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Spokane, Washington  Est. May 19, 1883
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Weathercatch: Dust devils common in Washington – and on Mars

Dust devils are seen near Othello, Wash. (Henry Moore / Washington State University)
Dust devils are seen near Othello, Wash. (Henry Moore / Washington State University)
By Nic Loyd and Linda Weiford Washington State University

This time of year, dust devils put on a good show in the flatter, drier parts of the Pacific Northwest. You’ve probably seen these plumes of swirling dust zipping across farmland, open fields, roadsides and even parking lots.

Contrary to what some people think, these are not “dirty tornadoes.” Whereas a tornado descends from a storm cloud, a dust devil forms from the ground up, and mostly on hot, clear days. The vortex becomes visible as it picks up dust and debris from the terrain.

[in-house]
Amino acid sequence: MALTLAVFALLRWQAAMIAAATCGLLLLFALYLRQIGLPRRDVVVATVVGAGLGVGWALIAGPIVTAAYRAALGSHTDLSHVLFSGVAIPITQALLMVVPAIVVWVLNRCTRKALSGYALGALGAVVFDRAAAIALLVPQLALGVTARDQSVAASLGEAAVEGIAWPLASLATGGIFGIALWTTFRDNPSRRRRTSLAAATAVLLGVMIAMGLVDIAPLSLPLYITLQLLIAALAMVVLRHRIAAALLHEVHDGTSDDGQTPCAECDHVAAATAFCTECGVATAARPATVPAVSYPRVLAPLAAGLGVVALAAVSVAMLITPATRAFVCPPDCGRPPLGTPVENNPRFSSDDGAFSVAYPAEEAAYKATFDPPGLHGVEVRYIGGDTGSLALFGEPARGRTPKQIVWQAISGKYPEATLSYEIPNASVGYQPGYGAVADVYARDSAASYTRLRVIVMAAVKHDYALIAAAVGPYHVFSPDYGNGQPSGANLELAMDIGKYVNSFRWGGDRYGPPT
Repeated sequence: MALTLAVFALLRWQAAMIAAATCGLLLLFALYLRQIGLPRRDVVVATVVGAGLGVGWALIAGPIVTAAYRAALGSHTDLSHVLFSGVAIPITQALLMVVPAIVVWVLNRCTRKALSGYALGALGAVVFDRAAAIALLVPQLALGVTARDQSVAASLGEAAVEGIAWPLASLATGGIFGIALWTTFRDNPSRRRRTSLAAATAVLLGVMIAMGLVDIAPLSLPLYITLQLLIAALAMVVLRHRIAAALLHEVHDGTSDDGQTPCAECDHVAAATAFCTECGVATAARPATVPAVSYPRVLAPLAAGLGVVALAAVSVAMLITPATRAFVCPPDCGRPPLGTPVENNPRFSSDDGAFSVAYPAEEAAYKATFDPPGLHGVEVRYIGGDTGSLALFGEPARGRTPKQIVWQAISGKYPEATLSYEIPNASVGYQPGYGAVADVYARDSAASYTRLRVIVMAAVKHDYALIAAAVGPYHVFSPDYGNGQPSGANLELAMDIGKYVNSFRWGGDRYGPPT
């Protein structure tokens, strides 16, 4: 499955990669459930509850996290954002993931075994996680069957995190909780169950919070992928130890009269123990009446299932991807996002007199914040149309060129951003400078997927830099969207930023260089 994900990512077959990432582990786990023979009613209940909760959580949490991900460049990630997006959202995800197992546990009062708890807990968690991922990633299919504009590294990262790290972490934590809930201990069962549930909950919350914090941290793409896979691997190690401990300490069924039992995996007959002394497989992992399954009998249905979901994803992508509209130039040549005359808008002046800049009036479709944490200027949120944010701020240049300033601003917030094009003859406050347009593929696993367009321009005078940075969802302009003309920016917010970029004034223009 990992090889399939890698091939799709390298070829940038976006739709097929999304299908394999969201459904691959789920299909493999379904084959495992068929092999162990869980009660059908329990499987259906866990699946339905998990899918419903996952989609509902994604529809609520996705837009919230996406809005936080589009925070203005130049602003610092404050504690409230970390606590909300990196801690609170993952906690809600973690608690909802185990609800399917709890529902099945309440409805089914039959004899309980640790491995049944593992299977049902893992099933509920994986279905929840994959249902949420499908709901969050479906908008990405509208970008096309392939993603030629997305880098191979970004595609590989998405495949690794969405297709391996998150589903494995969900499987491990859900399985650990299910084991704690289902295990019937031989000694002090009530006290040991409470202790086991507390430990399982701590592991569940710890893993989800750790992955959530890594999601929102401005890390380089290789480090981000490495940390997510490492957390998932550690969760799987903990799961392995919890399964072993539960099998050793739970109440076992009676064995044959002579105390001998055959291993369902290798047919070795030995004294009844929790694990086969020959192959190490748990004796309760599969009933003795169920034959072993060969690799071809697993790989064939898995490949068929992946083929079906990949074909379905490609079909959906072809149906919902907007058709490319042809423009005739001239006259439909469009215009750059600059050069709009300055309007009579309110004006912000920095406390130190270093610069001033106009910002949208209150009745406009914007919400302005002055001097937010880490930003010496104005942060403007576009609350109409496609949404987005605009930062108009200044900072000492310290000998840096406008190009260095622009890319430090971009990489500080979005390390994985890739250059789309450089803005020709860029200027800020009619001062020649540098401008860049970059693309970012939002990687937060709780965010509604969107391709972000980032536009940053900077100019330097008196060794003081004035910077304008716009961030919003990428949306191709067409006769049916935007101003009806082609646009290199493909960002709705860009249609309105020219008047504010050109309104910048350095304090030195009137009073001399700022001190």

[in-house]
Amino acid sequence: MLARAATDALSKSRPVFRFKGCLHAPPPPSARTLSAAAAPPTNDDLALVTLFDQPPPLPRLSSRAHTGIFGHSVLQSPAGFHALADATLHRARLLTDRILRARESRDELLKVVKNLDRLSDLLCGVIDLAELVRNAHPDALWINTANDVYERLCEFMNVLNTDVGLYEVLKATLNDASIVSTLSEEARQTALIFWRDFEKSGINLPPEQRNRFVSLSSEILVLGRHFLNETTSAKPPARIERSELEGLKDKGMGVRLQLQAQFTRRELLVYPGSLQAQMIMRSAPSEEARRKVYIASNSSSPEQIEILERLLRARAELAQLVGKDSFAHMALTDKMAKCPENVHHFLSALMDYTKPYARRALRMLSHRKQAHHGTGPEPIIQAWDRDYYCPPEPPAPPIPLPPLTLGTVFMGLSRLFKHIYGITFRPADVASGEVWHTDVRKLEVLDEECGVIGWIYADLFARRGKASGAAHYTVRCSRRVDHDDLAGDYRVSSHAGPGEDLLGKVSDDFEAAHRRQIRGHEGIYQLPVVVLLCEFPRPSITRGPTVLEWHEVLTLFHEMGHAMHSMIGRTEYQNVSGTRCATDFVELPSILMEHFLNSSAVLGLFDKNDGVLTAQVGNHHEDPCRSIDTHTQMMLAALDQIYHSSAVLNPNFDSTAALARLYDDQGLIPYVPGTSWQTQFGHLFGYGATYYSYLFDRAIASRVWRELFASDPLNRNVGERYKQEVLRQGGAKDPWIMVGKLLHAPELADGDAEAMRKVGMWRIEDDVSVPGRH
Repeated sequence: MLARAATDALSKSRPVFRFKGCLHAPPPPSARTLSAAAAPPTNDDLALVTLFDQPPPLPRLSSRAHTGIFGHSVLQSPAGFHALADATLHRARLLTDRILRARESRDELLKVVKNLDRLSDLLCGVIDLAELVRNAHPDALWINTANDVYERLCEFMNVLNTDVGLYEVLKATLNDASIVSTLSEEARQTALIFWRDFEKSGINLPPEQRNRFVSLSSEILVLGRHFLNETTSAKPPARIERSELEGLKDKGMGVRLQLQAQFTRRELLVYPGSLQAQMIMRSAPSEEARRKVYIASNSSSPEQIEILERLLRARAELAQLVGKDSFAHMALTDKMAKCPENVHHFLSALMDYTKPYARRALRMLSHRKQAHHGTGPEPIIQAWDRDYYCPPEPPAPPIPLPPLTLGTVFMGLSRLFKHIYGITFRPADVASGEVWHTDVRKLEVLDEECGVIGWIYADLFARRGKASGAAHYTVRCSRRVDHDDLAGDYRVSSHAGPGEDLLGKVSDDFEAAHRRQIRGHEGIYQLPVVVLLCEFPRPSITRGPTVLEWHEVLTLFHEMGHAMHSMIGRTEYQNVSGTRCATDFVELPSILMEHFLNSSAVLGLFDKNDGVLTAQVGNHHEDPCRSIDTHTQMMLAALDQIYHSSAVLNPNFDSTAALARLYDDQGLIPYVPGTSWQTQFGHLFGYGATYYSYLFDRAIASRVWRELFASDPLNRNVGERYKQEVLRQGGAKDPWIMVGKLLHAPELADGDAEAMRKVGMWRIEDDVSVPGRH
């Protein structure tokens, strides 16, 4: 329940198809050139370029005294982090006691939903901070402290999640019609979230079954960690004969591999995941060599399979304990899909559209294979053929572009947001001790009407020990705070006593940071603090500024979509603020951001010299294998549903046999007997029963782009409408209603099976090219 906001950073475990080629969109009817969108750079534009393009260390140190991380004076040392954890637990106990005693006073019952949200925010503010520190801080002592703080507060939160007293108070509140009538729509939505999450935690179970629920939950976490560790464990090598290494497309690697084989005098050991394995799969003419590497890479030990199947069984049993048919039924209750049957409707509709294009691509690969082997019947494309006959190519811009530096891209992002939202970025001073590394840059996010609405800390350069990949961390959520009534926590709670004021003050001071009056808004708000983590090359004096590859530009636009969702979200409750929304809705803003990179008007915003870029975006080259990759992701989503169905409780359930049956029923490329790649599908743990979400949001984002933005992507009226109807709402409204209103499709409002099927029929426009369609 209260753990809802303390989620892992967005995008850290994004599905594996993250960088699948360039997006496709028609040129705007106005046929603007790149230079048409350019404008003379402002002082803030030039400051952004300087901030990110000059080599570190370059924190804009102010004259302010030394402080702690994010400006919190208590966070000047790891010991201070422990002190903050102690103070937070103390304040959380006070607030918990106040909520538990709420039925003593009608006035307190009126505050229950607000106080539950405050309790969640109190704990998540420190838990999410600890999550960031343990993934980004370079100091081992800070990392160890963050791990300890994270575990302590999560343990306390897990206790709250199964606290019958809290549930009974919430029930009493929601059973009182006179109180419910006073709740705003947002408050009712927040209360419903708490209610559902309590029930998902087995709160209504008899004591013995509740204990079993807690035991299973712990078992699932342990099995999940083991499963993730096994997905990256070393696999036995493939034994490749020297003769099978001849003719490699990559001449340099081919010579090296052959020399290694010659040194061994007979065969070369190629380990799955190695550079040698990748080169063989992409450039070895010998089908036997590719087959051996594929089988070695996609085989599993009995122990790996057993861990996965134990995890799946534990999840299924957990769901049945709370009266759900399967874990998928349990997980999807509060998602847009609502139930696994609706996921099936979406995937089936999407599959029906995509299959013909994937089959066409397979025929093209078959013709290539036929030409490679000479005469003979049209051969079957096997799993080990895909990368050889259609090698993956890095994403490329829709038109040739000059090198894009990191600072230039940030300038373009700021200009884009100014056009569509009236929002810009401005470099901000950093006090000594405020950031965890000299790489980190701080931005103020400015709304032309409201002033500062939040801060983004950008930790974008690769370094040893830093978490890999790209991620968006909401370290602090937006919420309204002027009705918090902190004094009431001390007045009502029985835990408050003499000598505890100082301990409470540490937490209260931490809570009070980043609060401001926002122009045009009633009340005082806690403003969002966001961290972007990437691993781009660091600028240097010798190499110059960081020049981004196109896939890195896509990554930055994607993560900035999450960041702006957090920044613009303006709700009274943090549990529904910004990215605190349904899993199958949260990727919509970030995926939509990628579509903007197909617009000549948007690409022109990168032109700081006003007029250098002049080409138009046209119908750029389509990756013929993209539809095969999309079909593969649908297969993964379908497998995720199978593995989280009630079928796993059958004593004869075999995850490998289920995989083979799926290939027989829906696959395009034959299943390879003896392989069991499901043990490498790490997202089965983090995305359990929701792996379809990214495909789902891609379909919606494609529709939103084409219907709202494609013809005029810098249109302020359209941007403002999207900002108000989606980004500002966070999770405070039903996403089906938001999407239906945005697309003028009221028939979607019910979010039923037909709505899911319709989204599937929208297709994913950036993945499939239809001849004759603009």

Dust devils occur when the sun heats up one part of the ground faster than the ground around it. As the hot-spot air draws in surrounding cooler air, it causes a spiraling column that rises. Most grow to 10-30 feet tall with winds averaging 40 mph. But some grow much larger, moving at speeds exceeding 60 mph.

Occasionally, they inflict damage and make news. For example, in late May last year, a strong dust devil ripped shingles off an apartment complex in Spokane. In 2010, another one collapsed a tent at a bicycle swap meet in Seattle.

What’s fascinating is that on any given summer day, dust devils may occur in other parts of the country that no one can see. Because Eastern Washington is so dry in summer, loose dust and dirt is easily whisked into the air which allows us to see to the funnels so well. But not so in places like the Midwest, where high humidity levels keep dust and soil from going so easily aloft.

Following the eruption of Mount St. Helens in 1980, scientists discovered that dust devils are more common than was originally believed. After the weather turned hot and sunny, researchers witnessed hundreds of dust devils flicking about – made visible by the light, powdery volcanic ash.

Dust devils even kick up Martian dirt. In 2012, the Mars Reconnaissance Orbiter photographed one that was 12 miles high, its plume stretching, in the words of Buzz Lightyear, to infinity and beyond.

Nic Loyd is a meteorologist with Washington State University’s AgWeatherNet. Linda Weiford is a WSU news writer and weather geek. Contact: or

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